CNDR Director Interviewed on Turkish Podcast

Professor Sheila Purcell discusses designing ADR programs, Hastings' many ADR opportunities for students, and the future of dispute resolution after Covid

Former Hastings Institute Student and Interviewer Idil Elveris

CNDR Director Sheila Purcell was interviewed on the conflict resolution podcast We Can Find a Way, produced by Idil Elveris of Istanbul, Turkey who currently lives in London. She is a former student of Professor Purcell’s from the International Court ADR Institute at UC Hastings, which educates international judges, attorneys and mediators interested in starting or enhancing dispute resolution programs in their home countries. Since its inception, the Institute has hosted professionals from over 40 countries.

Professor Purcell has been a Clinical Professor and the Director of Hastings’ Center for Negotiation and Dispute Resolution (CNDR) since 2012, and has lead the Center to numerous awards, a position in the top ten ADR programs in law schools, and built its’ international reputation as a leader in the creation of mediation programs. Prior to joining CNDR, Professor Purcell spent 16 years designing and directing a public/private dispute resolution partnership at the San Mateo Superior Court.

In this podcast, Professor Purcell is interviewed about her career and about creating one of the first, and leading, court ADR programs in the country; the importance of connecting people and focusing on the design of a system; creation of the International Court ADR Institute; her role as the Director of CNDR overseeing the Center’s many opportunities for experiential learning, such as the ADR Team and the Clinic; and, how technology will lead the future of ADR.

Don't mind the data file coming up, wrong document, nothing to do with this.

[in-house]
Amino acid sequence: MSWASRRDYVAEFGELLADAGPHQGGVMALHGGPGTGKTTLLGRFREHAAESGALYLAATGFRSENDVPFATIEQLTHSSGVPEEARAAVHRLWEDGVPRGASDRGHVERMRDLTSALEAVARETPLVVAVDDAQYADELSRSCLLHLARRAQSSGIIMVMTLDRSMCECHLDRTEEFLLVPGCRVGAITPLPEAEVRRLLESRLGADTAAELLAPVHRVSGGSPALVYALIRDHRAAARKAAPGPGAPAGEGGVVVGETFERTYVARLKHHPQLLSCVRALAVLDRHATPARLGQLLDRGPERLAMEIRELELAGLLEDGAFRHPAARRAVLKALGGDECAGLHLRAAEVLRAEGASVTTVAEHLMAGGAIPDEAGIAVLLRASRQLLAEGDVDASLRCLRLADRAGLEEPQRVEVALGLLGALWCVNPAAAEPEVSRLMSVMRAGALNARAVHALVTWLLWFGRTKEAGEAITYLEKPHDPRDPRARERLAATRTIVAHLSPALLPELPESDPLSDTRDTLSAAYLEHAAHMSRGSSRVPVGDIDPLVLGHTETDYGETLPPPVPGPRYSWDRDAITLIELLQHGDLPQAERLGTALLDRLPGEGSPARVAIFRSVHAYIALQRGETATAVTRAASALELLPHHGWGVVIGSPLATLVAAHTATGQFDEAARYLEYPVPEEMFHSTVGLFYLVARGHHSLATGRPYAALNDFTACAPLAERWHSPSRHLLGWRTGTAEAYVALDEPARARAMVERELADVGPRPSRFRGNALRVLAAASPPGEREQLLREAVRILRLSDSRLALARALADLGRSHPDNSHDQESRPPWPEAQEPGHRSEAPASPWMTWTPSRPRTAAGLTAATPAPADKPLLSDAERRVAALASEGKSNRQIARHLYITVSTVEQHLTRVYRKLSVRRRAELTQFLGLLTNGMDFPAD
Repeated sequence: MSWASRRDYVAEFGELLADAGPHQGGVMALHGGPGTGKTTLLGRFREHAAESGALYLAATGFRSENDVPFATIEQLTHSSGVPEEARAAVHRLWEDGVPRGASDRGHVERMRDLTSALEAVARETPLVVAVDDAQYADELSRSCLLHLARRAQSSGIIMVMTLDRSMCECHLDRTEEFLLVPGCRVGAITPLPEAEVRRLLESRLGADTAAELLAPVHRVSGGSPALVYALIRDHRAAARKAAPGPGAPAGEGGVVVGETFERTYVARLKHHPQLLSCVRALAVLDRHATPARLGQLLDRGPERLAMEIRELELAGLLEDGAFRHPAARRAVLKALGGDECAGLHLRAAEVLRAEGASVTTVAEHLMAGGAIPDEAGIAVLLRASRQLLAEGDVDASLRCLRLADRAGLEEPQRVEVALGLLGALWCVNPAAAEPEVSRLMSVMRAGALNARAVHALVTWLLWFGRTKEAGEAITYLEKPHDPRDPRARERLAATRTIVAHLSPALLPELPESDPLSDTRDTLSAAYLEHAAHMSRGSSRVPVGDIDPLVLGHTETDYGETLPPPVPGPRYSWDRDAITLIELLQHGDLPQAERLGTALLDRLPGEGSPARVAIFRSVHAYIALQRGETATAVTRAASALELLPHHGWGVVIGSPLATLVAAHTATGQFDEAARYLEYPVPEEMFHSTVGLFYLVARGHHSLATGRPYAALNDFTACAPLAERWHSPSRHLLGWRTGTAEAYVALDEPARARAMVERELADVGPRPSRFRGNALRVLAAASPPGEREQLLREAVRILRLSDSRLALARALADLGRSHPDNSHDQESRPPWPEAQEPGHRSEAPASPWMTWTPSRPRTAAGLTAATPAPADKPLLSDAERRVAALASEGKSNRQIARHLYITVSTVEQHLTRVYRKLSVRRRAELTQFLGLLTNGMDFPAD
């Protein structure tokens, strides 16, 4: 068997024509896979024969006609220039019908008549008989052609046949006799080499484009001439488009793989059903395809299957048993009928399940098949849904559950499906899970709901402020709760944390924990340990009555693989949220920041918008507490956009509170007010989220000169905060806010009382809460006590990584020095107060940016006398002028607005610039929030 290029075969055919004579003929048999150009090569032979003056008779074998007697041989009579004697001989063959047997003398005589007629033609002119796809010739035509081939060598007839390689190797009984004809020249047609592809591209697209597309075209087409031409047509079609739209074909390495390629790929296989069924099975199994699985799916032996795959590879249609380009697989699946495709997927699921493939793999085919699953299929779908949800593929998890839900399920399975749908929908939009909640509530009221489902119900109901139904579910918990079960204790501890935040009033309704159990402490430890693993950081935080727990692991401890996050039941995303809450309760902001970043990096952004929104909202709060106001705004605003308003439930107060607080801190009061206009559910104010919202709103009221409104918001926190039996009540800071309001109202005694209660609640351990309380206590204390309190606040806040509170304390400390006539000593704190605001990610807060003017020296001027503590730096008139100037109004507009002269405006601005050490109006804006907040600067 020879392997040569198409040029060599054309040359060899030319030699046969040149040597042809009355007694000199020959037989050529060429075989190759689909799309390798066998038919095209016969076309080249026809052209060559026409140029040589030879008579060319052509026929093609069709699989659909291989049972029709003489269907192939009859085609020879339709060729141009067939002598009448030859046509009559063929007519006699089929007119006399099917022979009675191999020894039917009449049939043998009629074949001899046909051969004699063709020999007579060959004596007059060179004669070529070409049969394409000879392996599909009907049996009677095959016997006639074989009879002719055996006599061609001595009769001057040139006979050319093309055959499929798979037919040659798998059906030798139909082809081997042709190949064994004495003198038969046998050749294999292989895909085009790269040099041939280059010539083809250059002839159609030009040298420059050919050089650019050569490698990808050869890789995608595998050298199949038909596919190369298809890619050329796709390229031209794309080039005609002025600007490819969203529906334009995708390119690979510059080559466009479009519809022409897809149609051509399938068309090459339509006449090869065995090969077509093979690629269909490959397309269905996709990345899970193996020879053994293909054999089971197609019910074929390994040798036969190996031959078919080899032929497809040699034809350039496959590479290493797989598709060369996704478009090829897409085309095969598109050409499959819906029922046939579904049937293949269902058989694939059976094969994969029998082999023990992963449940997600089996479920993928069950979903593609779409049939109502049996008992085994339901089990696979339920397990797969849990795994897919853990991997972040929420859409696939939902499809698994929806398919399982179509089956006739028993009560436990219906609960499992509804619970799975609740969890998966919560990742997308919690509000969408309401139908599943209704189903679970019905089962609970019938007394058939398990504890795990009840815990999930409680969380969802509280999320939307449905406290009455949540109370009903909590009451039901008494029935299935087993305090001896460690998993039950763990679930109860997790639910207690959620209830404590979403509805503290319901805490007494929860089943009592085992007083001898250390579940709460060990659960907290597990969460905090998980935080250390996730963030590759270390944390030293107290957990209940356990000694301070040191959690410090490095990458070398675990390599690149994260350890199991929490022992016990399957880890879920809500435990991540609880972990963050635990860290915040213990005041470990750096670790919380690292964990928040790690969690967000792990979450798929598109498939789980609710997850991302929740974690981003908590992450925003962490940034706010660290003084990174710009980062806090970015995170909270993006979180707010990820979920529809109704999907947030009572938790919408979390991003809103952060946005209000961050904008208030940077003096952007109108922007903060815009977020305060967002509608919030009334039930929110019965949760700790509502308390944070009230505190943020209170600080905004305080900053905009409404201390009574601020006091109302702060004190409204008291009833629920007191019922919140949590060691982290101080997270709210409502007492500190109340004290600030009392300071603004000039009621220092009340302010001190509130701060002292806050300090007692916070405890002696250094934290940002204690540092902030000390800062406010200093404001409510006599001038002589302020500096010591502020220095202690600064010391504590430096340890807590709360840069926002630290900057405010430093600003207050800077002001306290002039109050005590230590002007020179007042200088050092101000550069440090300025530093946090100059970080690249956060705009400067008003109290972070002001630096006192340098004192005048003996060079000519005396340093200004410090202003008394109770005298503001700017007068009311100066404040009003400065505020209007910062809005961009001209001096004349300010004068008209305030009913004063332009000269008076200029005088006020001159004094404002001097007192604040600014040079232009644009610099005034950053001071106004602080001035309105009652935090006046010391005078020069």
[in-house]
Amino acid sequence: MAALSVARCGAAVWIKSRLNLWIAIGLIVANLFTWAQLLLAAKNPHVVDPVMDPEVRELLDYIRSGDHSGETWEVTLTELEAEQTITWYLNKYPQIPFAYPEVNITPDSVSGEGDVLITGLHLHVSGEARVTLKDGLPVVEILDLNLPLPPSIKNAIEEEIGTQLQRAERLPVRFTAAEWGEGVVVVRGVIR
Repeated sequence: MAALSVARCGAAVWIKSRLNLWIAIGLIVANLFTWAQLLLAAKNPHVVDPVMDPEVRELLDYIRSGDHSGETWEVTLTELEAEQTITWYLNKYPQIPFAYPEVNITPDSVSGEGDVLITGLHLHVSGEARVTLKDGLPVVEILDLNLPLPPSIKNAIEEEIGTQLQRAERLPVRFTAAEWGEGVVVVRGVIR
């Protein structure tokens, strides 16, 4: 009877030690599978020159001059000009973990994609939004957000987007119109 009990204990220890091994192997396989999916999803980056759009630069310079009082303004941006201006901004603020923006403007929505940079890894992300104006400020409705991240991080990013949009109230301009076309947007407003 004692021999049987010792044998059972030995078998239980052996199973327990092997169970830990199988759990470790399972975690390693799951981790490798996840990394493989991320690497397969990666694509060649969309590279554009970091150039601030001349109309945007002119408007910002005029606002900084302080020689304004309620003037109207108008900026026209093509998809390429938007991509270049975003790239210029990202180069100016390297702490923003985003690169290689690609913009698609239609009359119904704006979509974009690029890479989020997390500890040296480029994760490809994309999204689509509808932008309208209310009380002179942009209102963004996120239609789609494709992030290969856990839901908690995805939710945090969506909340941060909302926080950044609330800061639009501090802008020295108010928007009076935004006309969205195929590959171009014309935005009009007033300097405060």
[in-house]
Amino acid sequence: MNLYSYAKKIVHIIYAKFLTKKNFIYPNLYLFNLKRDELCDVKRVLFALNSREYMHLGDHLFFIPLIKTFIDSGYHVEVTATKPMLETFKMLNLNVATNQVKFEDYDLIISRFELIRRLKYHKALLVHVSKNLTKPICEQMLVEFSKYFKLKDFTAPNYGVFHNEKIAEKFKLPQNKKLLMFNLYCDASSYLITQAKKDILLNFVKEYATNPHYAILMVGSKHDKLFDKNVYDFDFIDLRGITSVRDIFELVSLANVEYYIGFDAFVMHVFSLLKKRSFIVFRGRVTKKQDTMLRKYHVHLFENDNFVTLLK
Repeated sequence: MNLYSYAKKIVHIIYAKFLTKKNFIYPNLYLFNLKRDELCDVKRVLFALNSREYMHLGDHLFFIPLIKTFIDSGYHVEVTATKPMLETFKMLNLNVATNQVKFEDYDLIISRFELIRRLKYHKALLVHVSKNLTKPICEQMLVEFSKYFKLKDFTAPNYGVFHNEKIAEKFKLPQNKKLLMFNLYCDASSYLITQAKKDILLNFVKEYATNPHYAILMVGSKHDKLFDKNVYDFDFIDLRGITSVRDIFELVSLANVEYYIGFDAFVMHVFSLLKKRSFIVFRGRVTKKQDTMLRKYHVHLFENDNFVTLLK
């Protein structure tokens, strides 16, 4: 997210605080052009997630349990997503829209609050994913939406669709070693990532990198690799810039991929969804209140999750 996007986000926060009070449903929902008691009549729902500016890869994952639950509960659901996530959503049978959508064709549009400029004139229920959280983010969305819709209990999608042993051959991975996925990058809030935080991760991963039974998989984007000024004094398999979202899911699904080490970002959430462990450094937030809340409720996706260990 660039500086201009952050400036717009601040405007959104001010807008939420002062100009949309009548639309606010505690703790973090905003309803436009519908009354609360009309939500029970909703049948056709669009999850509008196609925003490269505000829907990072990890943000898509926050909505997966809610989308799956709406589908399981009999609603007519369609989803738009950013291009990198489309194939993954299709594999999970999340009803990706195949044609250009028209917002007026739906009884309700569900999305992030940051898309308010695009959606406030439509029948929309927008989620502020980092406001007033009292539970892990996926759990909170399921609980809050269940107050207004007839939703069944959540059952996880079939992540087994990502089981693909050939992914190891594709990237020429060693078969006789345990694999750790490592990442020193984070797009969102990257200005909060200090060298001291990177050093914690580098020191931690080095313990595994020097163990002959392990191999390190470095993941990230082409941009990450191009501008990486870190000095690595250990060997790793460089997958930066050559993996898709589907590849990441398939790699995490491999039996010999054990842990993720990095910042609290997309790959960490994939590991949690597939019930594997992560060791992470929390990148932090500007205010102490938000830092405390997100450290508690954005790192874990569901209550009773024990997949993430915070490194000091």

Some highlights from the interview:

Clinical Professor and CNDR Director Sheila Purcell
  • On the importance of thoughtfully constructing a dispute resolution system: “I think it’s great for students if they can take Dispute System Design, because it exposes them to the idea that these systems are built by someone and they have implications when they are built. A lot of policy decisions that impact the quality of justice are made at the design stage….If you want to create a vision and make it real, what are the steps?”

 

  • On the International Court ADR Institute: Envisioning, Designing, and Implementing Court ADR:  I kept getting wonderful requests from people to come visit and observe because they wanted to learn how we do it. Because we were one of the early [Court ADR] programs, they would find us and we would try and help them, but I never felt like I really had time to help these foreign visitors. … So I developed a week-long curriculum for people from around the world who want to build programs in their countries.”

 

Listen to Professor Purcell on the podcast here